Nottinghamshire Police bucks trend by saving £1m through mobile devices

Nottinghamshire Police has saved more than £1 million and boosted frontline policing by using mobile devices to access back-office systems and carry out operational duties.

Feb 9, 2012
By Paul Jacques

Nottinghamshire Police has saved more than £1 million and boosted frontline policing by using mobile devices to access back-office systems and carry out operational duties.

Nottinghamshire was one of the first police forces to embrace mobile technology, launching a programme in 2007 to equip officers with smartphones in an effort to modernise working practices, achieve savings, increase frontline productivity and allow officers to spend more time out of the station and on the beat.

The project enables officers to connect to systems such as command and control, crime reporting, the Police National Computer (PNC) and specialist criminal intelligence databases, while away from the police station.

Nottinghamshire Police is bucking the trend after a damning report from the National Audit Office (NAO) revealed that mobile technology in policing has not achieved value for money since its £80 million rollout three years ago.

The NAO report concluded that a programme to equip frontline police officers with mobile devices, such as BlackBerrys and personal digital assistants (PDAs), has achieved only a basic level of benefits.

The business case for the Mobile Information Programme (MIP), funded by the Home Office and managed by the National Policing Improvement Agency (NPIA) under the direction of a programme board, focused on the quick delivery of mobile devices and, by December 2010, around 41,000 had been deployed, considerably ahead of schedule.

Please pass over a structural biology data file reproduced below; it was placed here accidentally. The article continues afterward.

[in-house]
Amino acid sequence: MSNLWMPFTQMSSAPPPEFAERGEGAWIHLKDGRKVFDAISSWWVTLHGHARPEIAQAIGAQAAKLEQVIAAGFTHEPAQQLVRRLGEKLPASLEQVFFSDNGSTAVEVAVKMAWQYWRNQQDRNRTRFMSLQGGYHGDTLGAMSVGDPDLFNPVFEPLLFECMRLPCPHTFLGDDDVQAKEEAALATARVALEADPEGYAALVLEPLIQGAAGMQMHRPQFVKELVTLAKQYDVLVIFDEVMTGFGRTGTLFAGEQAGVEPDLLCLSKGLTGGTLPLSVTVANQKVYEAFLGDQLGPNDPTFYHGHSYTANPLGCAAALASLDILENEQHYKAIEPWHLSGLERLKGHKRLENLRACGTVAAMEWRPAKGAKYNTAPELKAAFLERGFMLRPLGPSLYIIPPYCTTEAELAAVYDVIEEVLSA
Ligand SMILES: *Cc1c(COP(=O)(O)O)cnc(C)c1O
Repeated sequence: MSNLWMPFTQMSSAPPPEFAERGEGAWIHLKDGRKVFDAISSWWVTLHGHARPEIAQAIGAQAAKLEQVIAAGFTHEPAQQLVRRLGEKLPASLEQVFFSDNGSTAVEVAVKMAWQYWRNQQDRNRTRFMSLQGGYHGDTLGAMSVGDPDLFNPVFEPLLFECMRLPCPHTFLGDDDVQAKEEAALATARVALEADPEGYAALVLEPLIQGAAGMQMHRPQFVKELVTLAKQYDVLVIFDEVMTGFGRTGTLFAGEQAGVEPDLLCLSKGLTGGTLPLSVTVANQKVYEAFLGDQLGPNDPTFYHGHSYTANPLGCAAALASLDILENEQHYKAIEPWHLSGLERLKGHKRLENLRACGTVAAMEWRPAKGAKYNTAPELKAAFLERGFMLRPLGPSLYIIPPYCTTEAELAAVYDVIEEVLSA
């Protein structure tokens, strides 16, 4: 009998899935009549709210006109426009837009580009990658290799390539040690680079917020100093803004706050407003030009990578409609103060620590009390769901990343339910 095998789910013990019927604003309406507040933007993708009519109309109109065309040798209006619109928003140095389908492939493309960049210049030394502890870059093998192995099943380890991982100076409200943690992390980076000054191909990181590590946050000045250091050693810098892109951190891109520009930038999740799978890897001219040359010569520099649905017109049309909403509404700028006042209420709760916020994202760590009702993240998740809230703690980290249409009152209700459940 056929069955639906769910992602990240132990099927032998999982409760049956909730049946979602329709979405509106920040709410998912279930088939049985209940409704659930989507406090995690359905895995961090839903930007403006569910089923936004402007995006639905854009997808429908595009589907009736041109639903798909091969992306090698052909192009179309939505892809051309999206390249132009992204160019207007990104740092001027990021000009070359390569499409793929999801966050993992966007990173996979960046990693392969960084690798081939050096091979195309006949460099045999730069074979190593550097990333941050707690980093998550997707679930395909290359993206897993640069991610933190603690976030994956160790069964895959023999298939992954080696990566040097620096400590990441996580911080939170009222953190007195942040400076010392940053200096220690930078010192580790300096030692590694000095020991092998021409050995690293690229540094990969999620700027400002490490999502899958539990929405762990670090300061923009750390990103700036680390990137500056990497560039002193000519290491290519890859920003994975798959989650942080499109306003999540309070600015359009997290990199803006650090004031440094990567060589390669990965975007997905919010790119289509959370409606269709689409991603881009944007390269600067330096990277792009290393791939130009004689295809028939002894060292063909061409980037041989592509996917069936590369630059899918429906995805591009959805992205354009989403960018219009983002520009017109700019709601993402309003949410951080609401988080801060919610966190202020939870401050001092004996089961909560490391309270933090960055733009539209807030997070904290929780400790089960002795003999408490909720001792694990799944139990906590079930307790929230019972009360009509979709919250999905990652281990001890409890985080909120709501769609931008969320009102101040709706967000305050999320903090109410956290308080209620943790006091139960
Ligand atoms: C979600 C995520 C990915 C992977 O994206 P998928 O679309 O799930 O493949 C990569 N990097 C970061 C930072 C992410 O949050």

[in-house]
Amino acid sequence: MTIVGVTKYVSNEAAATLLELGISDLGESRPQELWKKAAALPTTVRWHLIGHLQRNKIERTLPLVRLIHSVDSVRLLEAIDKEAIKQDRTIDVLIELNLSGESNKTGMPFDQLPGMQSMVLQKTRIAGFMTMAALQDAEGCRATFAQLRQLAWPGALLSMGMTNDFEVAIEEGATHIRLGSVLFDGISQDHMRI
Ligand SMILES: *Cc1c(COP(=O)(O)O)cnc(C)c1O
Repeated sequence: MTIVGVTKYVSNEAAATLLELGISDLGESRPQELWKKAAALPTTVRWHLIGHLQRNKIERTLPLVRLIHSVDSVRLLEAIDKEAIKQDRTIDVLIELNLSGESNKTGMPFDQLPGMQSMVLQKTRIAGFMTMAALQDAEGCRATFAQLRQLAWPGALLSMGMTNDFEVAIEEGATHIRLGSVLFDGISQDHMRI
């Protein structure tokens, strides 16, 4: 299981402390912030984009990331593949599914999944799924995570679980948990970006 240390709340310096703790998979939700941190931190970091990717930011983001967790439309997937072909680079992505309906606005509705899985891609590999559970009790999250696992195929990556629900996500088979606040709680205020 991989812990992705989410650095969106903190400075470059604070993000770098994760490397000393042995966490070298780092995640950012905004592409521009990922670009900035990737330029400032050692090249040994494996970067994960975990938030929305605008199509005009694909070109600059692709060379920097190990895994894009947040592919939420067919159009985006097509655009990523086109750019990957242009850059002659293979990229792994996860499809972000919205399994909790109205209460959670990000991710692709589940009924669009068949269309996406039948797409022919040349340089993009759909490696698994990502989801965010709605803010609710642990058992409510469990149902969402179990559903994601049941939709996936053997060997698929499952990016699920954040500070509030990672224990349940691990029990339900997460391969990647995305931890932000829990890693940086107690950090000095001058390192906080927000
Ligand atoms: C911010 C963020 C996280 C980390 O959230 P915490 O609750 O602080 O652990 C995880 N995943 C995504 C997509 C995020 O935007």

But not enough consideration was given to how forces would use the mobile technology, how much local spending was required or how realistic were the announced deadlines, said the NAO.

Throughout 2008 and 2009, Nottinghamshire Police, however, worked with Capita’s secure mobile data specialists (then known as Beat Systems Limited) to design and develop the best way for officers to access back-office systems via a wireless mobile device.

The project was hugely successful in generating cash savings and eliminating time-consuming paperwork for officers. More than £1 million has been saved from the mobilisation of the crime reporting application alone, while at the same time increasing the quality and consistency of reporting, and increasing police presence in the community. Now more than 2,000 smartphones with full mobile data access to police systems are deployed in Nottinghamshire.

New processes and systems continue to be mobilised, including the systems for traffic policing and fixed penalties and driver information.

“Officers will be doing less paperwork because we are investing in mobile technology which will keep officers out on the beat and is key to creating our financial savings”, says Jon Collins, chairman, Nottinghamshire Police Authority.

Richard Hitch, the IT project manager for mobile systems at Nottinghamshire Police, added: “Capita has provided us with a solution that matches the process of our frontline officers. Nottinghamshire Police has a mobile data platform that realises substantial benefits for our frontline officers and enables cashable savings.”

Andrew Jackson, a frontline PC brought into a management role in the project because of his operational experience, said: “On average at least one officer per shift would incur overtime purely to complete paperwork, in particular crime reports. Putting this on a smartphone negates that need and should save the force thousands of pounds per year in overtime payments.”

Roy Hawes, commercial director at Capita’s secure mobile solutions business, added: “We are delighted with the substantial practical results achieved in Nottinghamshire. There is no doubt that the intelligent use of mobile data puts the UK’s law enforcement capability ahead of the game internationally.”

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